Thank you to Carolyn Slayton, Young Adult Programming Associate, for writing this week about a great program for young families in our community.
I want to acknowledge that this week was a tough week for me and for so many of us, whether you remembered the 11 lives we lost on October 27th through personal reflection, Torah study, volunteering, or by attending the community commemoration ceremony on Wednesday afternoon. Ultimately, I hope you took away not only the importance of remembering, but also the importance of being present in each moment and celebrating life. In a few weeks, we will be starting our second and third cohorts of Shabbat Shelanu, a weekly program for young children and families to celebrate life and share in the joys that Jewish community and tradition offer us. For me, and for the families that participate, it is a light that shines through a cloudy and gloomy time.
Shabbat Shelanu (meaning Our Shabbat) is a partnership program between PJ Library and the Jewish Federation and is generously funded by the Karp Family Foundation. This program for families with children 3 and under invites families from all over the Greater Pittsburgh area to connect weekly via Zoom. During the 1-hour Zoom session, participants are led by an incredible Jewish educator, Deb Taylor, in song, dance and storytelling. Every week before the Zoom session, each family is sent a curated box of craft supplies and activities from The Shalom Shoppe, a company based out of Philadelphia, to correspond with the theme of the week that they can do during the session or on their own.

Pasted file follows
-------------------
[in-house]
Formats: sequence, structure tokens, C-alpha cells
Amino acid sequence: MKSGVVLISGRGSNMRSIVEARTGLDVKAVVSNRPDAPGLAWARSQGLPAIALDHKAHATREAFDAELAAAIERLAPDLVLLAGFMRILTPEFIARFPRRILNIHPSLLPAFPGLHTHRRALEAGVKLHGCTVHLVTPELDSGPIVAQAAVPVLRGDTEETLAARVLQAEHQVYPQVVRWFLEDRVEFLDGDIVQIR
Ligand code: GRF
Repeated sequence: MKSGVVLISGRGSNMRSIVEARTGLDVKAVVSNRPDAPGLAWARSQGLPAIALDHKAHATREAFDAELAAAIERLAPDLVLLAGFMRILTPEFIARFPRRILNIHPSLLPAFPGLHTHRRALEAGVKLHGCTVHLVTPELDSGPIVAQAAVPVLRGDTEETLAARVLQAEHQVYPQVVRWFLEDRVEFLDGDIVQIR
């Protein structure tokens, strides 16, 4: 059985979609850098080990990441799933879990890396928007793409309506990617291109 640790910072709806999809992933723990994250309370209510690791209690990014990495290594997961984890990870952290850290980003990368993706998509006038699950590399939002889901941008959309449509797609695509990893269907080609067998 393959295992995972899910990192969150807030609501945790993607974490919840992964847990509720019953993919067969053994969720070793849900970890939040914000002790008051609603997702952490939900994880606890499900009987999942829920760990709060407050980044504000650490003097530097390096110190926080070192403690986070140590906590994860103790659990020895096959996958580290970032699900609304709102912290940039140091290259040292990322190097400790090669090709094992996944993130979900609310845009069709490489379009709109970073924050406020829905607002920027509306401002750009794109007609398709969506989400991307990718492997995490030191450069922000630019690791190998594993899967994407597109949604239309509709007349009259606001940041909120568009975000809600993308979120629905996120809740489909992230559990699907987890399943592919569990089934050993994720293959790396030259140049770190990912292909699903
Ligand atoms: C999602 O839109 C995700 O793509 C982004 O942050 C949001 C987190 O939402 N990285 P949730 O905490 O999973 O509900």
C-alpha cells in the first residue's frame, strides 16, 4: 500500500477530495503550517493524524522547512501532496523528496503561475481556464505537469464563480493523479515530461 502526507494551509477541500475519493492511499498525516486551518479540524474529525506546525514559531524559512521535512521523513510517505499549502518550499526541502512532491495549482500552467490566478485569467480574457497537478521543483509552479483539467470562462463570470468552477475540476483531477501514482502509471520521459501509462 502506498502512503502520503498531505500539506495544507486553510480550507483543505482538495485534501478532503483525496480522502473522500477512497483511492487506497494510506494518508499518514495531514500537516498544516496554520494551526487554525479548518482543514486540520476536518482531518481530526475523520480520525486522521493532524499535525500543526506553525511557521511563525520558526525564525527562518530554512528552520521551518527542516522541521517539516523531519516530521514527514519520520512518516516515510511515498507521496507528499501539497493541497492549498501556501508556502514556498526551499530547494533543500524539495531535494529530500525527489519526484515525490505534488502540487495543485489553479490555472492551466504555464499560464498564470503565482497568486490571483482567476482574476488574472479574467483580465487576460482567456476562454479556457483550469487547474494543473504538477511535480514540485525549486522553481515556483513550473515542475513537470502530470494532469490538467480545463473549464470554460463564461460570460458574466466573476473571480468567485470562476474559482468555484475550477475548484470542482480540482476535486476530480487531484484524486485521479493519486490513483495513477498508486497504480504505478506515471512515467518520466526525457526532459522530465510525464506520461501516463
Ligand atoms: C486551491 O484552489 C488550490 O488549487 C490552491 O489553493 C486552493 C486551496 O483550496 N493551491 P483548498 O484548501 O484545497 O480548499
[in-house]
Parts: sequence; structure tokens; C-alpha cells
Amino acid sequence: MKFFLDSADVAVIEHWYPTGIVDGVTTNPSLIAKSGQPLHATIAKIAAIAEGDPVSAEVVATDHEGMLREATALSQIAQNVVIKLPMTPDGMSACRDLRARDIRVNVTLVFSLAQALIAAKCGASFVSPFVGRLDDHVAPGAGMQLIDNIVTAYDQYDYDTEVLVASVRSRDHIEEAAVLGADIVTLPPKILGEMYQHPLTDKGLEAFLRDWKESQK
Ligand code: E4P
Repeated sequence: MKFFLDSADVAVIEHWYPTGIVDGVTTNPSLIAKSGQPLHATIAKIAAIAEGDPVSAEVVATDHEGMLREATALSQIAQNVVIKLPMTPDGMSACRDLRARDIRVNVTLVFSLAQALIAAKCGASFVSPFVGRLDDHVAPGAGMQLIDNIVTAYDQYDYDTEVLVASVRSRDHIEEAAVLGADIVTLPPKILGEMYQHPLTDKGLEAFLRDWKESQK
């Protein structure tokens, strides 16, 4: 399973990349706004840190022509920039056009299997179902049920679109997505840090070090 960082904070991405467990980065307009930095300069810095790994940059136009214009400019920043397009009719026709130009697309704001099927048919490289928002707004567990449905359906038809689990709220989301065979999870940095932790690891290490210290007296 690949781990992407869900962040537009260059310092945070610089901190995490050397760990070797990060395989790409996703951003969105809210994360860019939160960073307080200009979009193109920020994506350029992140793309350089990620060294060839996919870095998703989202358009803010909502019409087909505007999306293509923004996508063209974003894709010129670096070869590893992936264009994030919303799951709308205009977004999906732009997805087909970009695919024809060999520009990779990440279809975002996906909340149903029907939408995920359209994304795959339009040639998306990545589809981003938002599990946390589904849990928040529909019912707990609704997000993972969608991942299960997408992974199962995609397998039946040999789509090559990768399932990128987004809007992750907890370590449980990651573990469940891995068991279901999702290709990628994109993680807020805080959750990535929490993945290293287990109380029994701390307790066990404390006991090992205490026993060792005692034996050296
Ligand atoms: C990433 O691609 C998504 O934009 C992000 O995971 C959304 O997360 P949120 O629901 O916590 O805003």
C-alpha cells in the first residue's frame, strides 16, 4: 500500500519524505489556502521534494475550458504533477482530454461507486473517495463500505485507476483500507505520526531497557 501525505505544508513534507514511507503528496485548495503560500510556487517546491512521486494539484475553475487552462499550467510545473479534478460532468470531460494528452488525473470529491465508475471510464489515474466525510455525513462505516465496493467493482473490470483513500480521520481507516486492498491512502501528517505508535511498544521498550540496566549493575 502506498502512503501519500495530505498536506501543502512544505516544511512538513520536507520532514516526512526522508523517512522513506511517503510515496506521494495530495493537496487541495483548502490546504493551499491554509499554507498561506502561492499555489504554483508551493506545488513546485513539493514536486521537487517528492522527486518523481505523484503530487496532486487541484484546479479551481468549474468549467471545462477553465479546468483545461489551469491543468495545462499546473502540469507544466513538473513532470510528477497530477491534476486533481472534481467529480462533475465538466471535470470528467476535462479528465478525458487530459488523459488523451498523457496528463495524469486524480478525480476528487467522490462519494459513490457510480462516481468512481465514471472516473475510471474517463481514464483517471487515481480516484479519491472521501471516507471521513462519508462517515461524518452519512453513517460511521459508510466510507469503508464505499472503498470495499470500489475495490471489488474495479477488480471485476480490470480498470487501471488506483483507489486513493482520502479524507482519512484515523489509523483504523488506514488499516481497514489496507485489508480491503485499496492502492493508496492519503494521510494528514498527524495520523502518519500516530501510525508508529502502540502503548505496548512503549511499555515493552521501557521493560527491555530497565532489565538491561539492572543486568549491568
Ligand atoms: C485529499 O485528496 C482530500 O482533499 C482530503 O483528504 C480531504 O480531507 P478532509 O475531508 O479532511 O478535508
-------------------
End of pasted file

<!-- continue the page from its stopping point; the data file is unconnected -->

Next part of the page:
The pilot sessions of the program took place in the spring of 2021, every Friday morning, with a group of 10 families joining on a regular basis for the weekly Zoom sessions. After a long week of work, I looked forward to Friday mornings with such delight. It was heartwarming and inspiring to see these families and their little ones in their living rooms light up with joy and excitement. Over the course of the 13 weekly sessions, we got to experience milestones together. Each week was something new. One child got their first haircut, others learned to walk, climb and utter their first words.
After the formal portion of the program ended, parents were encouraged to stay on and chat. For 30 minutes, parents could talk to another person who understood what it was like to have a toddler jumping on top of you while trying to get a sentence out. You could ask for tips about traveling with a child, or getting them to eat a variety of foods, or simply ask about other exciting playgrounds to check out because activities were limited due to the pandemic.
I’m excited to see some new and returning families for another cohort of Shabbat Shelanu starting November 11th. If you or someone you know is looking for a way to connect with other Jewish families with young children, I invite you to join us for Shabbat Shelanu. No pressure, come as you are and there is challah in it for you! Learn more about Shabbat Shelanu and register today.
Hope to see you there! Shabbat Shalom!